Monday, August 20, 2012

The Computer Age .... 1985.

I have this Time-Life book called Computer Basics.

It was published in 1985.

This was Vol. 1 of a series to explain a marvelous new device - a personal home computer.

I didn't have a computer yet. My first one was bought in 1994.

My device had slots for two floppy disks, 51/4 inch and 3.5 inch.

Computers were not networked back then so these disks were used to transfer data you had saved. A patient friend was teaching me how to use DOS and I asked him about something called a Window.

He laughed and said it was just a fad.

The Time-Life book explained the electronic camera pictured above. Notice the film advance lever in the upper left. A true digital camera was still years away.

I liked the idea of computers as soon as I heard about them.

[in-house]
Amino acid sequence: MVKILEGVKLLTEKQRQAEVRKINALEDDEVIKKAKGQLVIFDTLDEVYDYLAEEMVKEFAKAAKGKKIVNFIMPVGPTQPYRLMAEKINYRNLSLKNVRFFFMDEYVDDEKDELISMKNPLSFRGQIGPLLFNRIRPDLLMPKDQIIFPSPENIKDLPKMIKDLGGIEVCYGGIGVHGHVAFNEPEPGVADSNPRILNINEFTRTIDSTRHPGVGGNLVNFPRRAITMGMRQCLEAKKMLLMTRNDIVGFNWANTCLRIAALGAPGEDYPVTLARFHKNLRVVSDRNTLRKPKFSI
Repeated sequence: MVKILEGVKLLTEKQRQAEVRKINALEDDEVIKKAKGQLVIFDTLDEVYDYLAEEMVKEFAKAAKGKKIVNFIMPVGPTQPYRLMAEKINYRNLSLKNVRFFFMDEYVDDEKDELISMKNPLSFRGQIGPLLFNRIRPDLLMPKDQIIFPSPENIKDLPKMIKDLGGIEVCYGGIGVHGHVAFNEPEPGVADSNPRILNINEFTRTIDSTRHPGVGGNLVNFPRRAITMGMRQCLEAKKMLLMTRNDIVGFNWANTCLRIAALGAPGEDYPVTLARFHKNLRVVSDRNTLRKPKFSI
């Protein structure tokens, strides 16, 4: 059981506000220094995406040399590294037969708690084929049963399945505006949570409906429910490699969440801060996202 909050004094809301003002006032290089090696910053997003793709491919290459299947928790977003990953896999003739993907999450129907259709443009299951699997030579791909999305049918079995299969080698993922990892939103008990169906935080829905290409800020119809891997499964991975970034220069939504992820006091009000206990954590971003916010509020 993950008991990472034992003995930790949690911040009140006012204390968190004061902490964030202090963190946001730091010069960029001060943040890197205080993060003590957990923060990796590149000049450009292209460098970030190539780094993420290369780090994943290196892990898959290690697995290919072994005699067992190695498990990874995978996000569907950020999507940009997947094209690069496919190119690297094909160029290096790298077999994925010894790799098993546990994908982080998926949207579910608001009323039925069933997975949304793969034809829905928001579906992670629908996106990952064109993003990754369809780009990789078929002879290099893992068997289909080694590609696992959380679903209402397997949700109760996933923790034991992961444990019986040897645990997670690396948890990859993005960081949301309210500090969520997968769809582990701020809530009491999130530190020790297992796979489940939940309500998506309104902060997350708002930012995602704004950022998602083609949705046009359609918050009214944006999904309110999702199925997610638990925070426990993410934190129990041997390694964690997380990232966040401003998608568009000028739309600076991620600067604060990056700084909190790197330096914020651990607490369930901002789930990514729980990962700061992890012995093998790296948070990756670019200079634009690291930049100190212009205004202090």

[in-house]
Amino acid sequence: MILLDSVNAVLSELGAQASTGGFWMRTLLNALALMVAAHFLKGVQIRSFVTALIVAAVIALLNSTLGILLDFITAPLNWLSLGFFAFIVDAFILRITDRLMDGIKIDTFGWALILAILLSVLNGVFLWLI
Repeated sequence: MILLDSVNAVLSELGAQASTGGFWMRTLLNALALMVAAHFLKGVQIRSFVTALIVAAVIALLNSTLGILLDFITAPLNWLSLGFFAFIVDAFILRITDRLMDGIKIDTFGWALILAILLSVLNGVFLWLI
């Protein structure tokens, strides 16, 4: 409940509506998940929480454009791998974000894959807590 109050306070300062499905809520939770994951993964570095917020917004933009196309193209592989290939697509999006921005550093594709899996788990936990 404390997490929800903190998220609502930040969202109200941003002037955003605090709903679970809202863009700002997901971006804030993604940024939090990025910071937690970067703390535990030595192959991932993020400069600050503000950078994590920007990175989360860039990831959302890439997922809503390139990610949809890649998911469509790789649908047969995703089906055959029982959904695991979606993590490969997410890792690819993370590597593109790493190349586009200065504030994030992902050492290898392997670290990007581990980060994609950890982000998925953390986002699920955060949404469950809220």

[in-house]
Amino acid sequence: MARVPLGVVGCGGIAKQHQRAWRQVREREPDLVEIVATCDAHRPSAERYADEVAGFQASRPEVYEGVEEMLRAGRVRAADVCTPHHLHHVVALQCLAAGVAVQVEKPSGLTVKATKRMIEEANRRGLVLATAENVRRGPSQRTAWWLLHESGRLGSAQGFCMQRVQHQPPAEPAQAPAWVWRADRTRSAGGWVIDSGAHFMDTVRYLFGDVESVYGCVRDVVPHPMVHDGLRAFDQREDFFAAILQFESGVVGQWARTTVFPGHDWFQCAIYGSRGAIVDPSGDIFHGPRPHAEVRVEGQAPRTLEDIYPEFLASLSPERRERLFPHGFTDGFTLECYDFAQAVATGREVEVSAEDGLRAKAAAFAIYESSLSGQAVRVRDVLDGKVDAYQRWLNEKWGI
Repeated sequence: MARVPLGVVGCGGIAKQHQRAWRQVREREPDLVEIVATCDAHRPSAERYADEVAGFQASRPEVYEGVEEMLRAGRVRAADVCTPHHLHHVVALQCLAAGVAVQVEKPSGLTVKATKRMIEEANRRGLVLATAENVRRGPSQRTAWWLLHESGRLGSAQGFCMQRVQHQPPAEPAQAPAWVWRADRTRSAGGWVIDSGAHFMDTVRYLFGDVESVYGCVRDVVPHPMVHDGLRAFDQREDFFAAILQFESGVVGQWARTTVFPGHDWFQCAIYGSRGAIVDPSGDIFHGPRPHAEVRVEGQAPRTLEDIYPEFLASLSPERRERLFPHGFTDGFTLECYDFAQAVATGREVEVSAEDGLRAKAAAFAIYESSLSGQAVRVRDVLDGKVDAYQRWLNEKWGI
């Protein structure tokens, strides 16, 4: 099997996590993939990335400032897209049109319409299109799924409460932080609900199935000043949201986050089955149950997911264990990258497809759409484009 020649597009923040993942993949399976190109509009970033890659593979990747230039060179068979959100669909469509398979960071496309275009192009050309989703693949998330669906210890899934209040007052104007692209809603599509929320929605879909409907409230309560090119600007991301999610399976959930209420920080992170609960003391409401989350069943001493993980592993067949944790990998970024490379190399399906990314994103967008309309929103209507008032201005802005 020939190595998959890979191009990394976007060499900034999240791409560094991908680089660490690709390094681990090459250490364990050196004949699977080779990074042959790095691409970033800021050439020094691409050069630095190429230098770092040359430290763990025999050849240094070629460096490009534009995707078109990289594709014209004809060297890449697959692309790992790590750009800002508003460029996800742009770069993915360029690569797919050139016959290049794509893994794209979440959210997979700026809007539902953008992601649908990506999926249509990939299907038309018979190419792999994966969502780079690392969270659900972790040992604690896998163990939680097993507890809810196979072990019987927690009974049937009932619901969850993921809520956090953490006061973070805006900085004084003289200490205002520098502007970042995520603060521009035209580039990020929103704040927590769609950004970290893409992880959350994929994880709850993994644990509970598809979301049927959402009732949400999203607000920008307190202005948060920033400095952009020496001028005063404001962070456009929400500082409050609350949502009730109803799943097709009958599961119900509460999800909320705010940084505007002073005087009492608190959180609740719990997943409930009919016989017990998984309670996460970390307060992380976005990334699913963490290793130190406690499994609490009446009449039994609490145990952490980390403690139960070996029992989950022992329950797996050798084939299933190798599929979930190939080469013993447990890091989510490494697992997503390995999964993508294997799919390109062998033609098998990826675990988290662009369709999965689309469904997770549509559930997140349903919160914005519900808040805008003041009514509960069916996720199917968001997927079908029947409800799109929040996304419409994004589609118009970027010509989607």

My first job at the Post and Courier involved using a computer to answer queries people made by phone. We called it InfoLine.

Our slogan back in 1998 was "You can't be at your computer all the time, but you always can get to a phone." Pretty catchy, huh?

The book said that it all was based on "ones and zeroes" and showed Armstrong's 1969 message sent from machine to machine to earth saying "That's one small step for a man..."

What triggered all this was noting I had four(4) VCRs sitting in my basement shop.

Upstairs I counted four more.

Two were VCR/DVD combo machines.


(Click on the scanned photos for more detail.

I should note these should be credited to Time-Life.

I hereby credit that source.

They probably can track what I did.

With a computer.

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At Thu Dec 27, 09:57:00 AM , Blogger Muhammad Amir said...

The following is a reprint of that statement of purpose for the 1985 symposium: what is kies air


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